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Former owner of Martinsville-area store sentenced to federal prison for money laundering for Mexican cartel
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Former owner of Martinsville-area store sentenced to federal prison for money laundering for Mexican cartel

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The former owner of Bella’s Tortilla & Meat Market in Henry County, Va., has been sentenced to 8 years in federal prison for her part in a money laundering operation involving an international drug cartel.

Ana Bella Sanchez-Rios was sentenced last week for moving more than $4.3 million from her store at 6280 A.L. Philpott Highway for the Jalisco New Generation Cartel (called CJNG), Acting U.S. Attorney Daniel Bubar said in a release.

The Department of Justice has named CJNG, a Mexican-based criminal organization, one of the most dangerous transnational organizations in the world.

Sanchez-Rios, 48, owned and operated Bella’s Tortilla & Meat Market, a business that contracted with Intermex Wire Transfer, LLC.

Sanchez was indicted in March 2019, along with 12 members of CJNG, on a variety of federal drug-trafficking and money-laundering charges.

Sanchez-Rios admitted in court documents that from 2016 through 2018 she used her business to launder the drug trafficking proceeds on behalf of CJNG, the release stated.

Her role was to receive U.S. currency from multiple people working for CJNG, which she knew were the drug-trafficking proceeds and obtained from criminal activity.

“When individuals launder money for a drug cartel, they play a critical role for the organization by concealing and transferring illegally obtained funds, which perpetuates the cartel’s illegal activity and the scourge of the narcotics the cartel pedals,” Bubar said. “Money-laundering investigations can be particularly difficult, and I’m proud of the hard work of our federal and state law enforcement partners in bringing Sanchez-Rios to justice.”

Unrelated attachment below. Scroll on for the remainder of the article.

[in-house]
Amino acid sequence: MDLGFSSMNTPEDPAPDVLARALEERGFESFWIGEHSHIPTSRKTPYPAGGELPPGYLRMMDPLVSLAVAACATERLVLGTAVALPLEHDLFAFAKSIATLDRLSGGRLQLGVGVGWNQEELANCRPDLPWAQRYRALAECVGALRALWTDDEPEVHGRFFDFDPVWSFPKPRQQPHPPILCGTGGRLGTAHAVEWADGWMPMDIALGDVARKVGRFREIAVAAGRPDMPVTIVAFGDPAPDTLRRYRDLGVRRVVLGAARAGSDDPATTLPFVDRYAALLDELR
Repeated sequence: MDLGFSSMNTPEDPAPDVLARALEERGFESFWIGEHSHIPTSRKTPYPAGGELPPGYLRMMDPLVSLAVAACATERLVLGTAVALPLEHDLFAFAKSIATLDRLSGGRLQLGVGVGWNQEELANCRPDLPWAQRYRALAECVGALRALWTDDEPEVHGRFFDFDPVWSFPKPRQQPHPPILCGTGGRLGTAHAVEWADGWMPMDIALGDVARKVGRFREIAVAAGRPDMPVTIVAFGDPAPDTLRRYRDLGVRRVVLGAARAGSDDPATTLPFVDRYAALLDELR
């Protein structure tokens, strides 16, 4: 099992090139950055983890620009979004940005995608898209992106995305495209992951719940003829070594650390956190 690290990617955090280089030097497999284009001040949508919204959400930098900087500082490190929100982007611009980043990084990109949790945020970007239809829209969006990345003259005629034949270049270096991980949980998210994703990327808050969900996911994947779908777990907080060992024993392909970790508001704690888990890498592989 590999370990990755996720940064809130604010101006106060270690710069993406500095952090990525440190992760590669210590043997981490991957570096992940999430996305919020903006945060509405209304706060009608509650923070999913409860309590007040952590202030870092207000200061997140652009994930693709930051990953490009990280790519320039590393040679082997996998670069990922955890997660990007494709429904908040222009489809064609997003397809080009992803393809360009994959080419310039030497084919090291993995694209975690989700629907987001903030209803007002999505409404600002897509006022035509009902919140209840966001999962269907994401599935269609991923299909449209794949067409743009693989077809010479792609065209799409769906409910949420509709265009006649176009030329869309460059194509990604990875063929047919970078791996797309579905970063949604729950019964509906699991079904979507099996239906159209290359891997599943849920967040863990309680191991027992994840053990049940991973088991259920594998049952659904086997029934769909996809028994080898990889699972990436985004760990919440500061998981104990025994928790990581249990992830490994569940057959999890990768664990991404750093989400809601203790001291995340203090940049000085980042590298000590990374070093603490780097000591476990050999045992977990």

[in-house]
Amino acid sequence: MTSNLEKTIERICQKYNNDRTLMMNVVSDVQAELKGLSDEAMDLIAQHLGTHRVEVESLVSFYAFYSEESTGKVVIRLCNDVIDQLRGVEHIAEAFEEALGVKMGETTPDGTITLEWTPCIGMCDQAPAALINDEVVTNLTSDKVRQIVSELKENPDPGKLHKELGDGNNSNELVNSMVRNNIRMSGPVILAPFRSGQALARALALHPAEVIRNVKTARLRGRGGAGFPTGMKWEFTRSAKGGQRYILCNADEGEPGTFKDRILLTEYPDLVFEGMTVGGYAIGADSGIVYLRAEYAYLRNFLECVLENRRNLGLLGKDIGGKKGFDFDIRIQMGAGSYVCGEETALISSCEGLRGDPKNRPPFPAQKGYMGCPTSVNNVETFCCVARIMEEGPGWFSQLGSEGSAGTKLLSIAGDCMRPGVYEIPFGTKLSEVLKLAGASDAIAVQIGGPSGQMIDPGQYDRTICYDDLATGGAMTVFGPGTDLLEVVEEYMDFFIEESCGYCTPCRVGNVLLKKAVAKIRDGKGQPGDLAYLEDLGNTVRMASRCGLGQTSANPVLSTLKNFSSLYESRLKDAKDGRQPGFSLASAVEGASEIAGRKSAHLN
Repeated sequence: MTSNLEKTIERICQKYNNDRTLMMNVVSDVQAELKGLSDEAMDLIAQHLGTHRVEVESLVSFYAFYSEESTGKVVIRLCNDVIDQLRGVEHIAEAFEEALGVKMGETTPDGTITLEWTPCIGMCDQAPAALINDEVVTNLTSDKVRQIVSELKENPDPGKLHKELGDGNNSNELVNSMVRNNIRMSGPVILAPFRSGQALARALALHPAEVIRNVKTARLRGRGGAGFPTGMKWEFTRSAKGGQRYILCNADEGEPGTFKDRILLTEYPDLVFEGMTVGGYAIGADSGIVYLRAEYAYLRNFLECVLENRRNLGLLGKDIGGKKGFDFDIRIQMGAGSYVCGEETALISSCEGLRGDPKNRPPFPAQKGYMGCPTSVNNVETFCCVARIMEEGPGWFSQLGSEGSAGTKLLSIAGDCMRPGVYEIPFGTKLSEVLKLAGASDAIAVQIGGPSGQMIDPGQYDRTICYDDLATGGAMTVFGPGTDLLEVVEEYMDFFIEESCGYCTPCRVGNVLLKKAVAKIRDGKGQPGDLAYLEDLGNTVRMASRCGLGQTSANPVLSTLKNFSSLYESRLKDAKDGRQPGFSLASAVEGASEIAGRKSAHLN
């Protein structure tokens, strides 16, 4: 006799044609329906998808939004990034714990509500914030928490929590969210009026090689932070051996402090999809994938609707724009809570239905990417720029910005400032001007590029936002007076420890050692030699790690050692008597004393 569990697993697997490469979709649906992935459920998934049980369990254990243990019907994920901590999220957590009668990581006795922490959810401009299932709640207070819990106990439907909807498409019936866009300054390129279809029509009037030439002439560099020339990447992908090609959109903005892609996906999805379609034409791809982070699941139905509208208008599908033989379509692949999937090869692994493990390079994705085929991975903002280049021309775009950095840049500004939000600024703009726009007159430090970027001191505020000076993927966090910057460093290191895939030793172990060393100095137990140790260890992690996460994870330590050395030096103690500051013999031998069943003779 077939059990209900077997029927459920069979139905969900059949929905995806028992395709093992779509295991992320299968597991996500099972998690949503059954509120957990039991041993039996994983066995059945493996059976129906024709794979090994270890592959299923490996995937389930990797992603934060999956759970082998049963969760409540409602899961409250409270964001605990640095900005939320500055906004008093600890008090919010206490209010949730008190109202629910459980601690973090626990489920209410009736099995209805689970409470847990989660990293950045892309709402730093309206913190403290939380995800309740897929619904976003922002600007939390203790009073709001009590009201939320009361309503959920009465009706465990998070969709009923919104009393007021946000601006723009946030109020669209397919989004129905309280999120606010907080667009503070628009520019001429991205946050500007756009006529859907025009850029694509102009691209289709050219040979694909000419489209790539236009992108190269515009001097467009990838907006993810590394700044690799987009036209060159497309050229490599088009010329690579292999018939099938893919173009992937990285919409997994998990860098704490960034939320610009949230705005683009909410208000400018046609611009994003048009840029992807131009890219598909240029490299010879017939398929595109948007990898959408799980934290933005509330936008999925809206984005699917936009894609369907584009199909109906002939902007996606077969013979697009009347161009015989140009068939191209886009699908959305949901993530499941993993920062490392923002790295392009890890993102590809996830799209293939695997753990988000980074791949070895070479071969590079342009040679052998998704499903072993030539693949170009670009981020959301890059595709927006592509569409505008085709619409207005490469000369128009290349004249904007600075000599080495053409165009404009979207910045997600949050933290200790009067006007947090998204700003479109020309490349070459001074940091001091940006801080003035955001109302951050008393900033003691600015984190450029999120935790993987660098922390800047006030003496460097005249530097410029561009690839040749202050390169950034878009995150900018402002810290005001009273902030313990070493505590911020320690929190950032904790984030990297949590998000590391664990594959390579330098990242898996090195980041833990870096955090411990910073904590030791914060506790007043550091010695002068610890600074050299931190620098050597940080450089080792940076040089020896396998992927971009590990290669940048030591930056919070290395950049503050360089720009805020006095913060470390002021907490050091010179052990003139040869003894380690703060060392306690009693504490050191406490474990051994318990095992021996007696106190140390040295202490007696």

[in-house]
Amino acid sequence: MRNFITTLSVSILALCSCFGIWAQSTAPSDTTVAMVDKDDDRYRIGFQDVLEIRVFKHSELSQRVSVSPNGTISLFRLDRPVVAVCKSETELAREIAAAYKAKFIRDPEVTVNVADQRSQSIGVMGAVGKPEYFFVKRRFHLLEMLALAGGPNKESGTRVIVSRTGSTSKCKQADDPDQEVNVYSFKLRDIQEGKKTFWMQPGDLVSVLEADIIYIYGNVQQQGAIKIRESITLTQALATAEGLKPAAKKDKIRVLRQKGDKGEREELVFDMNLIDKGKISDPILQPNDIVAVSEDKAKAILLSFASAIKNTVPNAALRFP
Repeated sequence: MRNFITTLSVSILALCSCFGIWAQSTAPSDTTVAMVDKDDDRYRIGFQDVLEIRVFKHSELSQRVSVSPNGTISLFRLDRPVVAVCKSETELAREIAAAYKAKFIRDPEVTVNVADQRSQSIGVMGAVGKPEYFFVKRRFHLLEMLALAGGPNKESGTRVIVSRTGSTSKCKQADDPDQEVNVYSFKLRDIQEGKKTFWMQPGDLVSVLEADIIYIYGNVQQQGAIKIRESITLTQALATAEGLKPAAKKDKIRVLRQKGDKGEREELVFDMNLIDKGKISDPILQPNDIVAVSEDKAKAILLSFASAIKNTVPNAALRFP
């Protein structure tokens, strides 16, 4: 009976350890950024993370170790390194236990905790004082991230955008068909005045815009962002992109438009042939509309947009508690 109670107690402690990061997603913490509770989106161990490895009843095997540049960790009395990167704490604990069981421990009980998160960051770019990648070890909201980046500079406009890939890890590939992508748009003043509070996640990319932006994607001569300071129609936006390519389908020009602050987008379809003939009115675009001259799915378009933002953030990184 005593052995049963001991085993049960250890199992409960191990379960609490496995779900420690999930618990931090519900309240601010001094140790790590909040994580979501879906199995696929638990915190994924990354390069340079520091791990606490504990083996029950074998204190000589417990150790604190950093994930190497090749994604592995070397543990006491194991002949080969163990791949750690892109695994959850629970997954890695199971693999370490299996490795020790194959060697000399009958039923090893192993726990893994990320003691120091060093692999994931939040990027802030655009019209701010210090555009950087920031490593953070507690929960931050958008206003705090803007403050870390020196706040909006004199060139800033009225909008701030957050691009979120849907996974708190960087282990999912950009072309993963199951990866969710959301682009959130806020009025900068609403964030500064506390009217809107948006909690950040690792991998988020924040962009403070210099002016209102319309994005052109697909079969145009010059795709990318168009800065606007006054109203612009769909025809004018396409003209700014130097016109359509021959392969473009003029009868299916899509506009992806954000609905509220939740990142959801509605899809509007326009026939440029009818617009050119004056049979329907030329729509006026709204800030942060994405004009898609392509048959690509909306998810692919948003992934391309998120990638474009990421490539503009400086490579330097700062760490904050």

Raymond Villanueva, special agent in charge of Homeland Security Investigations Washington, D.C. Field Office, and Jarod A. Forget of the Drug Enforcement Administration’s Washington Division, announced the sentence.

“Drug cartels like CJNG perpetrate unspeakable violence across the globe and drive the spread of deadly drugs like fentanyl and heroin,” Forget said. “We are committed to working with our partners to shut down these violent organizations in our area, often by tracking their illicit proceeds and disrupting these organizations at their bottom line. Today, these criminals’ addiction to money and greed has bet its consequence.”

Sanchez-Rios admitted she wired the ill-gotten money to Mexico in small amounts using made-up names and addresses as senders.

Between May 10, 2016 and Sept. 11, 2018, Sanchez-Rios transferred $4,394,959 of drug money from her store in Laurel Park to Mexico, the release stated.

Sanchez-Rios pleaded guilty in June 2020 to conspiracy to commit money laundering and operating a business that transmitted criminally derived funds.

The investigation of the case was conducted by the Drug Enforcement Administration, the Department of Homeland Security-Homeland Security Investigations, the Henry County Sheriff’s Office, and the Virginia State Police and prosecuted by Assistant U.S. Attorney Sean Welsh.

Bill Wyatt is a reporter for the Martinsville Bulletin. He can be reached at 276-638-8801, Ext. 236. Follow him @billdwyatt.

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